United States District Court, D. Maryland
FAITH E. WILLIAMS, Plaintiff,
WELLS FARGO HOME MORTGAGE, Defendant.
Lipton Hollander United States District Judge.
plaintiff Faith Williams filed suit against Wells Fargo Home
Mortgage (“Wells Fargo”), alleging that
“Wells Fargo is not acting in GOOD FAITH according to
the United States Constitution.” ECF 1
(“Complaint”) at 4 (capitals in original).
Williams avers that Wells Fargo “deceptively
discharged” her “modification”
(id. at 5), which I assume to mean a modification of
a mortgage. Further, Williams asserts that Wells Fargo is
“trying to take [her] home unjustly”, and that
Wells Fargo “changed [her] mortgage without [her]
permission back in 2014.” Id. at 9.
with the Complaint, plaintiff filed a Motion for Temporary
Restraining Order (ECF 3) (the “TRO Motion”),
asking the Court to “stop the sale date of”
plaintiff's home, which is allegedly scheduled for April
5, 2018, “until such time as [plaintiff's] lawsuit
has been resolved.” Id. at 2. Plaintiff has
also filed a motion asking for leave to proceed in forma
pauperis (“IFP”). ECF 2.
Memorandum resolves only the TRO Motion, and no hearing is
necessary to do so. See Local Rule 105.6. The
sufficiency of the Complaint and the IFP Motion is the
subject of a separate Order. In resolving the TRO Motion, the
Court is mindful of its obligation to construe liberally the
filings of a pro se litigant, which are held to less
stringent standards than submissions drafted by attorneys.
See Erickson v. Pardus, 551 U.S. 89, 94 (2007);
see also White v. White, 886 F.2d 721, 722-23 (4th
Cir. 1989). Nevertheless, for the reasons that follow, I
shall deny the TRO Motion, without prejudice.
same analysis governs both a motion for preliminary
injunction and a request for temporary restraining order.
See Hoechst Diafoil Co. v. Nan Ya Plastics Corp.,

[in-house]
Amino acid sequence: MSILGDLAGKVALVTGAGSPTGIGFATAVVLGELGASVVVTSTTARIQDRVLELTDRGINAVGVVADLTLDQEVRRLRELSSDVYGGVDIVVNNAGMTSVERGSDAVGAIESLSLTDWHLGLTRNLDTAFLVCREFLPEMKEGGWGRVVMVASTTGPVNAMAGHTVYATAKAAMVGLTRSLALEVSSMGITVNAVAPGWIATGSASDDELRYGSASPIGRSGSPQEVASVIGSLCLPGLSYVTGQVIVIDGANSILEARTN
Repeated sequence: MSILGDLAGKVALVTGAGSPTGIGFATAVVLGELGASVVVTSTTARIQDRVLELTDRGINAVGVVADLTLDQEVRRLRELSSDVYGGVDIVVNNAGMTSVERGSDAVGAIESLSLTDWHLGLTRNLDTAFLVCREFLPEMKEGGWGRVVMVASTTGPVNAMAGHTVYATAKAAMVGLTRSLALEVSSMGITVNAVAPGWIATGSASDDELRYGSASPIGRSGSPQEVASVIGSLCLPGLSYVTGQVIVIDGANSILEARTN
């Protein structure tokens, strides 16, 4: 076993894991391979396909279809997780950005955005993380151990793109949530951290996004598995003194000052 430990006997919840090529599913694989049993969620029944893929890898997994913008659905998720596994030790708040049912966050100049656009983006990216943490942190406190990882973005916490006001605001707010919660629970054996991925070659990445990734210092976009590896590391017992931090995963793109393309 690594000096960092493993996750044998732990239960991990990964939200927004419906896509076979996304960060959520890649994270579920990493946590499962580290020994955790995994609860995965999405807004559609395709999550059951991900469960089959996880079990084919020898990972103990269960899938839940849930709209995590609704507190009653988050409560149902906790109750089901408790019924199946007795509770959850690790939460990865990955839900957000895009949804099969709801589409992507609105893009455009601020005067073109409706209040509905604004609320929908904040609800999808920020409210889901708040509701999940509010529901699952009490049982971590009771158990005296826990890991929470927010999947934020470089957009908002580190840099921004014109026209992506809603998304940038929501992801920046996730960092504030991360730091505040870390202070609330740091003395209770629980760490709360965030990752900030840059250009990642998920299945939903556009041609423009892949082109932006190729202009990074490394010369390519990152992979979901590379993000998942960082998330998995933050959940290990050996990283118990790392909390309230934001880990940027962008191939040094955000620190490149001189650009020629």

174 F.3d 411, 422 (4th Cir. 1999). Therefore, in my
discussion of the TRO Motion, I shall refer to cases
addressing preliminary injunctions.
preliminary injunction is an extraordinary remedy never
awarded as of right.” Winter v. Natural Res. Def.
Council, Inc., 555 U.S. 7, 24 (2008) (citing Munaf
v. Geren, 553 U.S. 674, 689-90 (2008)); Real Truth
About Obama, Inc. v. Fed. Election Comm'n, 575 F.3d
342, 345 (4th Cir. 2009), vacated on other grounds and
remanded, 559 U.S. 1089 (2010), reaff'd in part
and remanded, 607 F.3d 355 (4th Cir. 2010). Rather, a
preliminary injunction is “‘granted only
sparingly and in limited circumstances.'” Micro
Strategy, Inc. v. Motorola, Inc., 245 F.3d 335, 339 (4th
Cir. 2001) (quoting Direx Israel, Ltd. v. Breakthrough
Med. Corp., 952 F.2d 802, 816 (4th Cir. 1991)).
“[a] plaintiff seeking a preliminary injunction must
establish that he is likely to succeed on the merits, that he
is likely to suffer irreparable harm in the absence of
preliminary relief, that the balance of equities tips in his
favor, and that an injunction is in the public
interest.” Winter, 555 U.S. at 20 (citing
Munaf v. Geren, 553 U.S. 674, 689-90 (2008);
Amoco Prod Co. v. Gambell, 480 U.S. 531, 542 (1987);